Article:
Even as the number of children with autism continues to rise, diagnosis remains difficult. Currently, the Centers for Disease Control and Prevention estimates that 1 in 68 children has autism, up from 1 in 100 just a few years ago.
A new study published in the September 2014 issue of the Journal of Autism and Developmental Disorders, however, suggests that earlier diagnosis is possible by analyzing children’s brainwaves with a simple, non-invasive scan.
During the study, researchers studied the brain wave patterns in 43 children between the ages of 6 and 17 who had been diagnosed with autism, according to the Washington Post. The children were shown one of three stimuli—a red circle, an audible tone, or both—and asked to press a button while their brainwaves were being recorded with an EEG, or electro-encephalography test.
Researchers found that children with more severe diagnosed autism reacted more slowly to the auditory sensory input, so they pushed the button more slowly for the tone and the circle/tone combination. This is a potentially valuable finding because children with autism generally have sensory integration problems, which helps explain why children with autism are often sensitive to noises or seem out of touch during conversations and other interactions. In general, the researchers found that the more severe the autism, the slower their reaction time.
While more study is needed to identify specific brainwave patterns that might help doctors identify autism earlier, this is a promising step forward in early diagnosis and treatment. Many studies have shown that early intervention with autism can make a profound difference on the children’s development, social interaction, and severity of symptoms. By diagnosing children earlier, it might be possible to intervene even earlier.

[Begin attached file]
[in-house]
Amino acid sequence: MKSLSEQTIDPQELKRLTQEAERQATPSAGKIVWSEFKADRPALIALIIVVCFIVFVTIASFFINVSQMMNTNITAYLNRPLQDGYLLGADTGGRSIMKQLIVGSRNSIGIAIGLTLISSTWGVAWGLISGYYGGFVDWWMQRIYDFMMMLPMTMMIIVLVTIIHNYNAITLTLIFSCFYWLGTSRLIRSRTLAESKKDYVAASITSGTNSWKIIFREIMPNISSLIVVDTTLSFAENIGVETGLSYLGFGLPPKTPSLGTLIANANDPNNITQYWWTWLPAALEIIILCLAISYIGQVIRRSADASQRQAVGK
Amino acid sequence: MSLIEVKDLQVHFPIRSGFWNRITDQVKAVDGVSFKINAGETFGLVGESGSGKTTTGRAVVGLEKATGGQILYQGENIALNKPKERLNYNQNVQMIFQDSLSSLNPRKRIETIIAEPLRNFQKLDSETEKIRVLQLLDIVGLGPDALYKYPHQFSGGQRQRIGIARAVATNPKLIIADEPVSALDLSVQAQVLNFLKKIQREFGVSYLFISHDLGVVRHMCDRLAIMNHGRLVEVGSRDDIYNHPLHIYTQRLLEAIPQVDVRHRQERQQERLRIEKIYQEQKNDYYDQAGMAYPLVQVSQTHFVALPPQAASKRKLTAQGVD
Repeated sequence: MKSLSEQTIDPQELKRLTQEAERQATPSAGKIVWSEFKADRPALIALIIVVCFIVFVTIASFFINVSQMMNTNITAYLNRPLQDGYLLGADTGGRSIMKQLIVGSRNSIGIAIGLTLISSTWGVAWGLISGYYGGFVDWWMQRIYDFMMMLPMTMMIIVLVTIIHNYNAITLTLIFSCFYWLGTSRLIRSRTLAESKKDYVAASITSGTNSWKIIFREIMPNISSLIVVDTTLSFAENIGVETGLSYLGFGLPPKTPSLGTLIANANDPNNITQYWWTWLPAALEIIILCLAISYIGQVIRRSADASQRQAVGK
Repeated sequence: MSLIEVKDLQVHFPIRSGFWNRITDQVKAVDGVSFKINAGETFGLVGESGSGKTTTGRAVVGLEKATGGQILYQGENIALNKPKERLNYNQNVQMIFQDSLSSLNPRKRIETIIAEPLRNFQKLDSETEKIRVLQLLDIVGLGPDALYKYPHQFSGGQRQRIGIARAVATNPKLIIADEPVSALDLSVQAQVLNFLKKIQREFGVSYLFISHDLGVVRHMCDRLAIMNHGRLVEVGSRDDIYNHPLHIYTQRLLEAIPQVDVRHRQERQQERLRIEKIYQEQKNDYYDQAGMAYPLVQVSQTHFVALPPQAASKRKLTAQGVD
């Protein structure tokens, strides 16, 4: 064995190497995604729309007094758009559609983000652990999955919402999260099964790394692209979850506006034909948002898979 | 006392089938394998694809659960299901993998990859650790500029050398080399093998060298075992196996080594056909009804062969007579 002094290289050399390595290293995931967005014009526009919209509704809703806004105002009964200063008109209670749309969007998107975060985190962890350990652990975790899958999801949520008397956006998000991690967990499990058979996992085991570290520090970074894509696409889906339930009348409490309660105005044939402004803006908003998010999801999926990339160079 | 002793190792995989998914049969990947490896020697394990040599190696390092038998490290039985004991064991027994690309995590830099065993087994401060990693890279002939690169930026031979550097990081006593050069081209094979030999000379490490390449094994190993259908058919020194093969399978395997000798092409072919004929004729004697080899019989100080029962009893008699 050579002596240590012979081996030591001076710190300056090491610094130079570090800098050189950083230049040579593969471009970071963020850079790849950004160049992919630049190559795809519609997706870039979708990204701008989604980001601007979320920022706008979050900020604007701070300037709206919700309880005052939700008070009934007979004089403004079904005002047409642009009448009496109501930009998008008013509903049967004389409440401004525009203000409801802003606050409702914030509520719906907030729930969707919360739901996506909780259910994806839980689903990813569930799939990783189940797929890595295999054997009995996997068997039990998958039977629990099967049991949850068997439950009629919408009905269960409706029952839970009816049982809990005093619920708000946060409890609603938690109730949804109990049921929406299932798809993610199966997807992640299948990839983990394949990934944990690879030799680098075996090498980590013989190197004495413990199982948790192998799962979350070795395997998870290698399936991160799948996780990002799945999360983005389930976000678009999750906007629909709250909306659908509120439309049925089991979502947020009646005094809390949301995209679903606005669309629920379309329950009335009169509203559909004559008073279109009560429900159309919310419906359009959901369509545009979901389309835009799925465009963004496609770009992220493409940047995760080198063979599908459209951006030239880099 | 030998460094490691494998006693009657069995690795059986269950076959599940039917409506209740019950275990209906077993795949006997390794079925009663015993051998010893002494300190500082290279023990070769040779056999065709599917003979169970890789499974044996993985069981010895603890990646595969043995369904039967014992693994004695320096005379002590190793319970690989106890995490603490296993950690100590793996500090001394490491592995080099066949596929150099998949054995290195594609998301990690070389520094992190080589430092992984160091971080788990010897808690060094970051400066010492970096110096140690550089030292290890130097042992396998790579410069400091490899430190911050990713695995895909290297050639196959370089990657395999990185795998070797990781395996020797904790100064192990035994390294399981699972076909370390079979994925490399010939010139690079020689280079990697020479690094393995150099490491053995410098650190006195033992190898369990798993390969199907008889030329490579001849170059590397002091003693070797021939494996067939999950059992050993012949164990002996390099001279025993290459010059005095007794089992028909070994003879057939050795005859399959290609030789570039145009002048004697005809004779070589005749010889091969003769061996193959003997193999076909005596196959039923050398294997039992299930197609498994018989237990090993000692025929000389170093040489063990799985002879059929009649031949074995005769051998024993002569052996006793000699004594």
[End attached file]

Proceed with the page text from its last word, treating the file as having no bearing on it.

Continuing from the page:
Currently, the earliest children are diagnosed with autism is generally around their second birthday, although it can be significantly earlier or later, depending on the child. Some studies have found that symptoms of autism are present as early as 6 months of age, but there is no diagnostic criteria that can reliably identify children this young. Autism diagnosis is usually performed by an interdisciplinary team of therapists, psychologists, and health professionals.
“Ultimately, we’re on the road to developing measures of brain activity that will help to diagnose or recognize autism,” Sophie Molholm told the Washington Post. Molholm is an associate professor of pediatrics and neuroscience at the Albert Einstein College of Medicine and a study co-author. “A major goal of autism research is to develop these kinds of measures so we can diagnose this disorder as quickly as possible.”
- Currently 1 in every 68 children has autism.
- Early intervention with autism can significantly change a child’s development, social interaction, and severity of symptoms.
- While some studies have been able to detect symptoms of autism at 6 months of age, many of these are unreliable.